Newly crowned Olympic champion Tom Dean returned to the pool this evening to anchor home the British Men’s 4x200m Freestyle team to a centre spot in the final.
The Men’s 4x200m Freestyle has been a hotly anticipated affair, with competition for a place among the British team set at a high bar during the breath-taking domestic 200m Freestyle final at April’s British Swimming Selection Trials – and this morning’s historic one-two only adding fuel to talk of TeamGB’s medal potential.
Leading off the team, Matthew Richards more than held his own through the opening phase of the race, handing over to 2016 silver medallist James Guy, who began to put some clear water into their rivals.
Calum Jarvis only continued that trajectory, allowing Tom Dean to cruise by his own standards down the final straight, as the Bath National Centre based quartet comfortably qualified for the final top of the standings.
Guy, who had been seen full of emotion at Dean’s victory earlier in the day, joked he’d been ‘been crying all day’, before saying:
“Coming fourth in Rio for me was a massive disappointment for myself, and being with Tom every single day, he’s a very good friend of mine, we train day in day out and for him to win gold I feel a part of that because I helped him get ready for it.
“It was great to get the job done tonight. To go a good heat time is what we wanted before we move onto the final.”
Dean, not resting on his laurels, added:
“I tell you what, this morning feels like a million miles away, it doesn’t really feel like the same day.
“We’re just looking so strong, everyone’s doing great splits and I’ve got plenty more in the tank – it was quite obvious I took my foot off the gas in that back end because it was just about getting the job done tonight, making sure we secure a good lane for the middle of the pool tomorrow in the final.”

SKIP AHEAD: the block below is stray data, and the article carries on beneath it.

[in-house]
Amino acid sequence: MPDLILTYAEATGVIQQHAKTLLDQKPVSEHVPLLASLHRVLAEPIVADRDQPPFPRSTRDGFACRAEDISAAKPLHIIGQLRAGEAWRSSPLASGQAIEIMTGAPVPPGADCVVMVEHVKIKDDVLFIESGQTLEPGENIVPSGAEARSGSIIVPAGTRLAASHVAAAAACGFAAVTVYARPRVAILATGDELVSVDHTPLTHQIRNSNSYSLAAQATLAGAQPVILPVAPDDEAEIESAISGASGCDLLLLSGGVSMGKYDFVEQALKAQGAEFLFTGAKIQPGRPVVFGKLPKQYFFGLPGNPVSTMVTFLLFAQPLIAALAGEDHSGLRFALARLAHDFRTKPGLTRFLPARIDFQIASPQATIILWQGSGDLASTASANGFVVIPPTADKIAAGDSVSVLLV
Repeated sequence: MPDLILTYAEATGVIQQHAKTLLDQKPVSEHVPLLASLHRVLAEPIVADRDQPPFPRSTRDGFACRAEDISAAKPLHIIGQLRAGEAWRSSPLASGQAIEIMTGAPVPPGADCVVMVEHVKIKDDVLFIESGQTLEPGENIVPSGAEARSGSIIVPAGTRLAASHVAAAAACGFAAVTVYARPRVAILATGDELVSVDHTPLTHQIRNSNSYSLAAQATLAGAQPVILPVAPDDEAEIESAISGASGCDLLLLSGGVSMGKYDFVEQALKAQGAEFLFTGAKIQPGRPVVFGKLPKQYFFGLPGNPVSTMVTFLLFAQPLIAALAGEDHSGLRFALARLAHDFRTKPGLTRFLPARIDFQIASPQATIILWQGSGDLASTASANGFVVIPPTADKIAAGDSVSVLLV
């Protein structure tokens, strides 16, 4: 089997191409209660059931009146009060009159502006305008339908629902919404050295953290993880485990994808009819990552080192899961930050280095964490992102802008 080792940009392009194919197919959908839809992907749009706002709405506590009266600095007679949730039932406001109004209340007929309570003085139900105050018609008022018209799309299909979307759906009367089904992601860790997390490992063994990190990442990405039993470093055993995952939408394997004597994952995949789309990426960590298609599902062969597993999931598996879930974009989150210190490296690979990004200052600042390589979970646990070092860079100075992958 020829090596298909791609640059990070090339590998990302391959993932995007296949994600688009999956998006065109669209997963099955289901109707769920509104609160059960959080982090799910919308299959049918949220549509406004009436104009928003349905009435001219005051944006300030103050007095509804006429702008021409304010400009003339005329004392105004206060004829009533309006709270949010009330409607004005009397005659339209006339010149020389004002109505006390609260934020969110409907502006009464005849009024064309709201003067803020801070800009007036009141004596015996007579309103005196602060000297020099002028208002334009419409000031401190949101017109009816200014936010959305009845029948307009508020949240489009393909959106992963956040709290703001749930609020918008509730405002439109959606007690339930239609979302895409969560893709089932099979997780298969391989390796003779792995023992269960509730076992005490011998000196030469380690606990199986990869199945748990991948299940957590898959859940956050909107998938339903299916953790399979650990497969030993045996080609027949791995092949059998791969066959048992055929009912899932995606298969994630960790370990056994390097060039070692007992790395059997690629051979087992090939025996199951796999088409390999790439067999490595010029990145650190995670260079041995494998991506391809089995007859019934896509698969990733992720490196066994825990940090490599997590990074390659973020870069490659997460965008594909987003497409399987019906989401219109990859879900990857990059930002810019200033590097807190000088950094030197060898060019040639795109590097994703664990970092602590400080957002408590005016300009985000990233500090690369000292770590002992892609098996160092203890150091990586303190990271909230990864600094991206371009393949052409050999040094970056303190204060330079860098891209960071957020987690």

It was the youngest member of the British Swimming team in Tokyo, Jacob Whittle, that got the session off to a positive start. The Jamie Main-coached swimmer charged down the second length to go from eighth to first in his heat as he set a new personal best in the Men’s 100m Freestyle.
Squeezing inside the strongly contested semi-final places, the 16-year-old felt he could go a bit quicker with another opportunity, commenting:
“It was a good race, slightly slower than I expected but I’m really happy with it - a great experience obviously. An individual race is completely different to the relay we had the other day and the pressure is all on you.
“Seeing the results of others gives you that bit of adrenaline and makes you proud to feel part of this team.”
In the following Women’s 200m Butterfly, Laura Stephens and Alys Thomas found themselves in the unusual position of automatically qualifying for the semi-final, as the competitors entered in the heats reduced to 16 following a withdrawal.
Both women took the opportunity to produce a controlled swim, each placing inside the top eight times as they looked to shake out any ‘race nerves’ on their Olympic debut.
“[Competing here] is different and it’s not different, I mean I’m racing the same girls that I would at Worlds, but obviously there’s that big logo on the side of the pool here, so the circumstances allowed me to take it all in a bit more than I normally would do tonight.” said Thomas.
The programme continued with James Wilby and Ross Murdoch making a modest start in the Men’s 200m Breaststroke, as they shared an adjoining lane rope in the third heat.
With two seeded heats taking place after their swim, the pair had to slightly hold their breath until the final summary showed they’d indeed done just enough to progress.
Reflecting on his swim, Wilby commented:
“I made a bit of a mistake in 2019, being a bit too settled and easing in the first round or two, so coming off the back of the 100m didn’t really get stuck into the next event.
”Basically I tried to get stuck in down the first 100m there so I’m ready to push into the pain come the semi-finals.”
The final British action in the pool saw Kieran Bird swim the Men’s 800m Freestyle which has been newly added to this Olympic programme. Finishing in 25th, the Jol Finck-trained athlete was disappointed but keen to learn from the experiences of his debut Games.
Tuesday evening’s qualifiers will be back in action tomorrow morning (2.30am BST start) in a scheduled programme additionally featuring Abbie Wood and Alicia Wilson in the Women's 200m Individual Medley Final.